EN 15652:2009 (E) 6 4.2.16 HPLC mobile phase Dissolve 4,77 g of potassium dihydrogen phosphate (4.2.3) in 400 ml of water. Add 3,8 ml of hydrogen peroxide solution (4.2.4) and 0,5 ml of copper sulfate solution (4.2.11). Dilute to 500 ml. The pH is about 4,5. Filter through a membrane filter (5.7). This solution is stable for one day. 4.2.17 Sodium hydroxide (option C), w(NaOH) ≥ 99 % 4.2.18 Sodium hydroxide solution (option C), c(NaOH) = 5 mol/l Dissolve 20 g of sodium hydroxide (4.2.17) in 80 ml of water. After cooling dilute to 100 ml. 4.2.19 Hydrochloric acid solution (option C), w(HCl) = 3,7 % Dilute 5 ml of the concentrated hydrochloric acid solution (4.2.7) to 50 ml with water. 4.3 Standard substances 4.3.1 General Nicotinic acid and nicotinamide can be obtained from various suppliers. The purity may vary and it is therefore necessary to determine the concentration of the calibration solution by a spectrometric determination (see 4.4.3). 4.3.2 Nicotinic acid, w(C6H5NO2) ≥ 99,5 % 4.3.3 Nicotinamide (options A and B), w(C6H6N2O) ≥ 99,5 % 4.4 Stock solutions 4.4.1 Nicotinic acid stock solution, mass concentration (C6H5NO2) = 1 mg/ml Dissolve an amount of the nicotinic acid standard substance (4.3.2), e.g. approximately 100 mg to the nearest 1 mg in 100 ml of water. This solution is stable for 1 week at -18 °C. 4.4.2 Nicotinamide stock solution, (options A and B), (C6H6N2O) = 1 mg/ml Dissolve an amount of the nicotinamide standard substance (4.3.3), e.g. approximately 100 mg to the nearest 1 mg in 100 ml of water. This solution is stable for 1 week at -18 °C. 4.4.3 Concentration tests 4.4.3.1 Nicotinic acid solution, (C6H5NO2) = 1 mg/ml Dilute 1 ml of the nicotinic acid stock solution (4.4.1) in 100 ml of hydrochloric acid solution (4.2.15) and measure the absorbance at 260 nm in a 1 cm cell using a UV spectrometer (5.2) against hydrochloric acid solution (4.2.15) as reference. Calculate the mass concentration, , in milligram per millilitre of the stock solution, using Equation (1): 4201000260×=Aρ (1) where SIST EN 15652:2009



EN 15652:2009 (E) 7 A260 is the absorbance value of the solution at 260 nm; 420 is the % 1cm 1E value for nicotinic acid in 0,1 mol/l HCl, see [6]. 4.4.3.2 Nicotinamide solution, (C6H6N2O) = 1 mg/ml Dilute 1 ml of the nicotinamide stock solution (4.4.2) in 100 ml of hydrochloric acid solution (4.2.15) and measure the absorbance at 260 nm in a 1 cm cell using a UV spectrometer (5.2) against hydrochloric acid solution (4.2.15) as reference. Calculate the mass concentration, , in milligram per millilitre of the stock solution, using Equation (2): 4101000260×=Aρ (2) where A260 is the absorbance value of the solution at 260 nm; 410 is the % 1cm 1E value for nicotinamide in 0,1 mol/l HCl, see [6]. 4.5 Nicotinic acid and nicotinamide standard solutions, (C6H5N02) = (C6H6N2O) = 0,05 µg/ml to 5 µg/ml Prepare e.g. a first solution with 1 ml of each stock solution (4.4.1) or (4.4.2) in 100 ml of water. From this solution prepare four standard solutions (0,5 ml, 2,5 ml, 10 ml and 50 ml) in 100 ml of water. These solutions are stable for one day at room temperature. 5 Apparatus 5.1 General Usual laboratory apparatus and glassware, and the following. 5.2 UV spectrometer Capable of measurement of absorbance at defined wavelenghts 5.3 Oven, capable of maintaining a temperature of 37 °C 5.4 Autoclave, capable of maintaining a temperature of 120 °C 5.5 HPLC system Consisting of a pump, sample injecting device, fluorescence detector with excitation and emission wavelengths set at 322 nm and 380 nm, and an evaluation system such as an integrator. SIST EN 15652:2009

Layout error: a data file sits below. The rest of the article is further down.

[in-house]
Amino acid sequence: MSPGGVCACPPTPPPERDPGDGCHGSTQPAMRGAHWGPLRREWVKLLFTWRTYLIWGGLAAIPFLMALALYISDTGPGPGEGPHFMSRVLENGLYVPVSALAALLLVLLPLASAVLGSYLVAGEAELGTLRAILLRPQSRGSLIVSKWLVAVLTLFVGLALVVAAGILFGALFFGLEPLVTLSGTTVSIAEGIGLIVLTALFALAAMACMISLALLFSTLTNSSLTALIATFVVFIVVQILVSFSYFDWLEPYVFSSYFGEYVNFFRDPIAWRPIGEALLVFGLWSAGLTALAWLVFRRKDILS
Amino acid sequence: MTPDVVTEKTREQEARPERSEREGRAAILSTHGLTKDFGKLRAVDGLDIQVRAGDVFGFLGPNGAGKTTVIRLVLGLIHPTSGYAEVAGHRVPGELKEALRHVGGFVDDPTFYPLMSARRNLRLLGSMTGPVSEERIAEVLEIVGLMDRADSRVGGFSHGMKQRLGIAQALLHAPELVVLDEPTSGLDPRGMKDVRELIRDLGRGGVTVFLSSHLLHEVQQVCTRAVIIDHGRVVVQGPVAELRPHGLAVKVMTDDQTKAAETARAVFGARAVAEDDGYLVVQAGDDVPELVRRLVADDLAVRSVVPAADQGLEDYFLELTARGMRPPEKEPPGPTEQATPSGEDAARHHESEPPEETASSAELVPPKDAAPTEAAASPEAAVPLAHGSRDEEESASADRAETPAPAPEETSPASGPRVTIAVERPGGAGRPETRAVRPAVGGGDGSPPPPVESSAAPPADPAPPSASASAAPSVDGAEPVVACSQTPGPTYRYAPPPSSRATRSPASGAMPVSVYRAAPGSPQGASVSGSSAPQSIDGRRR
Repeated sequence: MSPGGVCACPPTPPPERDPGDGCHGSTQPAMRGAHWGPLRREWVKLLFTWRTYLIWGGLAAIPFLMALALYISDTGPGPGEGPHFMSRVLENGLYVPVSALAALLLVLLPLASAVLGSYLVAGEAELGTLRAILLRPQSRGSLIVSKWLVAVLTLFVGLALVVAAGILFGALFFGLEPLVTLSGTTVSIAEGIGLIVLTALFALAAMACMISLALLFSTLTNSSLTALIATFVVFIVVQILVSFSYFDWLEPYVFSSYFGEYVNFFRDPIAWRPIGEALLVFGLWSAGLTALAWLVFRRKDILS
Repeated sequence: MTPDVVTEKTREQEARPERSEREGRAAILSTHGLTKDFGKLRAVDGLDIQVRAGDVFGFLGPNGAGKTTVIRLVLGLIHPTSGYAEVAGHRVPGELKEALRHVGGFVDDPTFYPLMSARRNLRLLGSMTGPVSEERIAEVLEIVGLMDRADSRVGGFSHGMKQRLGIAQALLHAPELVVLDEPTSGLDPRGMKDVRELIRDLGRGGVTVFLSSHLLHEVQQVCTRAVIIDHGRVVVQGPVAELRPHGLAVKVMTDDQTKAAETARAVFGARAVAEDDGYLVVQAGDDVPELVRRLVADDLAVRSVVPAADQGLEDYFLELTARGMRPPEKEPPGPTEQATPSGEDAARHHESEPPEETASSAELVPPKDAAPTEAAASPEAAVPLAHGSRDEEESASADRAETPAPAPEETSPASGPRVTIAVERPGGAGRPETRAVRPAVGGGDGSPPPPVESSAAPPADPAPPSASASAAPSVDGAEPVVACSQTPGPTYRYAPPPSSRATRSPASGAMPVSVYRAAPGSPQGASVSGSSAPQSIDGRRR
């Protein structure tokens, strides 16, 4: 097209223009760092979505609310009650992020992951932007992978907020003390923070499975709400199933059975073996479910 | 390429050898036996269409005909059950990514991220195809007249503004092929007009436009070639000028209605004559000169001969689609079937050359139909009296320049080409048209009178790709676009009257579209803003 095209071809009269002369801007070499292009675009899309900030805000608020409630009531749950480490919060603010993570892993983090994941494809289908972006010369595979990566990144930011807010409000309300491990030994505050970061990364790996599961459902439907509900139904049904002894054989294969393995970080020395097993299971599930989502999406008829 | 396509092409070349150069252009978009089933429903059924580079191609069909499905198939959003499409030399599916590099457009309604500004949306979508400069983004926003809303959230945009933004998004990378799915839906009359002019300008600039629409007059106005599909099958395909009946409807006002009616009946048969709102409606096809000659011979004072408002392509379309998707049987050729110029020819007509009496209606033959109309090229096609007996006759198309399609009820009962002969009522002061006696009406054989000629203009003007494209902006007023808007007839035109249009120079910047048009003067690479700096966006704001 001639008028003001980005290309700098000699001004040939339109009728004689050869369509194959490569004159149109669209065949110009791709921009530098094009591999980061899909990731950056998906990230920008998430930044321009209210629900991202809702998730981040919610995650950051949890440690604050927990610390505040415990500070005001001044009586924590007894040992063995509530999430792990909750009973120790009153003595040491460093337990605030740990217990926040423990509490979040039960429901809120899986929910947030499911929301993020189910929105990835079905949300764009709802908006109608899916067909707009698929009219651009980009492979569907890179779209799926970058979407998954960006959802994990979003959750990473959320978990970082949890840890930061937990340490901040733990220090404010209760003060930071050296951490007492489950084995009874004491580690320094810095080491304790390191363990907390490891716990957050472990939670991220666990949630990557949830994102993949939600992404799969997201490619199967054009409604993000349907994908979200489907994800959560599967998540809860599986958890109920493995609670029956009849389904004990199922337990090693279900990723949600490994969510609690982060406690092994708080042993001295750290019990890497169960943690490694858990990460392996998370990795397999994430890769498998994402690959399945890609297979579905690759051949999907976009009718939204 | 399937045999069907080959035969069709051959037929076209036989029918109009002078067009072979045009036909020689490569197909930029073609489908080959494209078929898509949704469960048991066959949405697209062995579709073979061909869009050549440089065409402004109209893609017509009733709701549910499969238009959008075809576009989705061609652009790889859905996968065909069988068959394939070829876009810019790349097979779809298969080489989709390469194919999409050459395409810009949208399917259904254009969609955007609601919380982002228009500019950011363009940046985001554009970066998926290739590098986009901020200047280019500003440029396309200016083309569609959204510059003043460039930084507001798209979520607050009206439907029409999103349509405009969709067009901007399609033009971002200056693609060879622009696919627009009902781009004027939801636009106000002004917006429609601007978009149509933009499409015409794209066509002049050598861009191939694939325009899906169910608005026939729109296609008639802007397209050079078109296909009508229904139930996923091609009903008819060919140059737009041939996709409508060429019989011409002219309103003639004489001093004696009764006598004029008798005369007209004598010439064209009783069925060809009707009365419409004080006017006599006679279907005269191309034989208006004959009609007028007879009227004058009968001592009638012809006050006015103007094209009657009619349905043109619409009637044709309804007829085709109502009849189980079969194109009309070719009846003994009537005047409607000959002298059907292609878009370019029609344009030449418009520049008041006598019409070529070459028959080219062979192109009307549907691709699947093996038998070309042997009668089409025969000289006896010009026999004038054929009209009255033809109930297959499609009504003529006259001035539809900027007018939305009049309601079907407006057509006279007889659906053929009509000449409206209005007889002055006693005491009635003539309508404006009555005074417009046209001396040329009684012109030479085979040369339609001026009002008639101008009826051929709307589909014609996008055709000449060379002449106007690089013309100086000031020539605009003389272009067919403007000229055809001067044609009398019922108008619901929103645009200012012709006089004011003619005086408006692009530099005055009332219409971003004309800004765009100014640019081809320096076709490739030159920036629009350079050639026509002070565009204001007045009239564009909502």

EN 15652:2009 (E) 8 5.6 Analytical reverse phase separating column, e.g. LiChrospher® 60 RP-18 Select B endcapped2 The column, with the following characteristics, shall ensure a baseline resolution of the analytes concerned: a) a length of 25 cm; b) an inner diameter of 4,0 mm; c) a particle size of 5 µm. Other particle sizes or column dimensions than specified in this European Standard may be used. Separation parameters shall be adapted to such other materials to guarantee equivalent results. 5.7 Filter device Membrane filter with a pore size of for example 0,45 µm. 5.8 Post-column derivatization tube and UV lamp A polytetrafluoroethylene (PTFE) tube (length of 5 m, inner diameter of 0,5 mm, external diameter of 1,6 mm) surrounding a UV black-light-blue (BLB) lamp with low-pressure tube (VL-120 BLB, 20 W, 365 nm, intensity is 55 µW/cm2 from Vilber Lourmat)2), see Figure 1 and Figure 2 and also [7].
WARNING 1
— Harmful UV light could come out of the metal box containing the lamp. WARNING 2 — If bubble formation occurs in the tube due to overheating, the tube should be efficiently cooled by air circulation, for example by lifting the box.
2 LiChrospher® 60 RP-18 Select B endcapped and VL-120 BLB are examples of suitable products available commercially. This information is given for the convenience of users of ths European Standard and does not constitute an endorsement by CEN of the product named. Equivalent products may be used if they can be shown to lead to the same results. SIST EN 15652:2009



EN 15652:2009 (E) 9
Key 1 lamp tube 2 from column 3 to detector Figure 1 — Schematic representation and dimensions (mm) of the lamp, lamp housing (in upside down position) and placement of the lamp housing on bench (in operating position)
Dimensions in millimetres
Key 1 reflector 2 lamp tube Figure 2 — Cross section of the lamp housing (in upside down position) with tube lamp and dimensions SIST EN 15652:2009



EN 15652:2009 (E) 10 6 Procedure 6.1 Sample preparation Homogenize the test sample. Grind coarse material with an appropriate mill and mix again. Measures such as pre-cooling shall be taken to avoid exposing to high temperature for long periods of time. 6.2 Extraction 6.2.1 Extraction option A, acid hydrolysis Similar results are obtained as option B for niacin, but with a slight transformation of nicotinamide to nicotinic acid during the hydrolysis step. Weigh an appropriate amount of the test sample to the nearest mg, e.g. 1 g to 5 g in a conical flask. Add 50 ml of the hydrochloric acid solution (4.2.15). Let the conical flask in a boiling water bath for 1 h. After cooling add sodium acetate (4.2.10) solution to reach a pH of 4,5. Transfer to a volumetric flask. Make up to 100 ml with water. Shake the solution and filter through a paper filter. Filter again through a membrane filter (5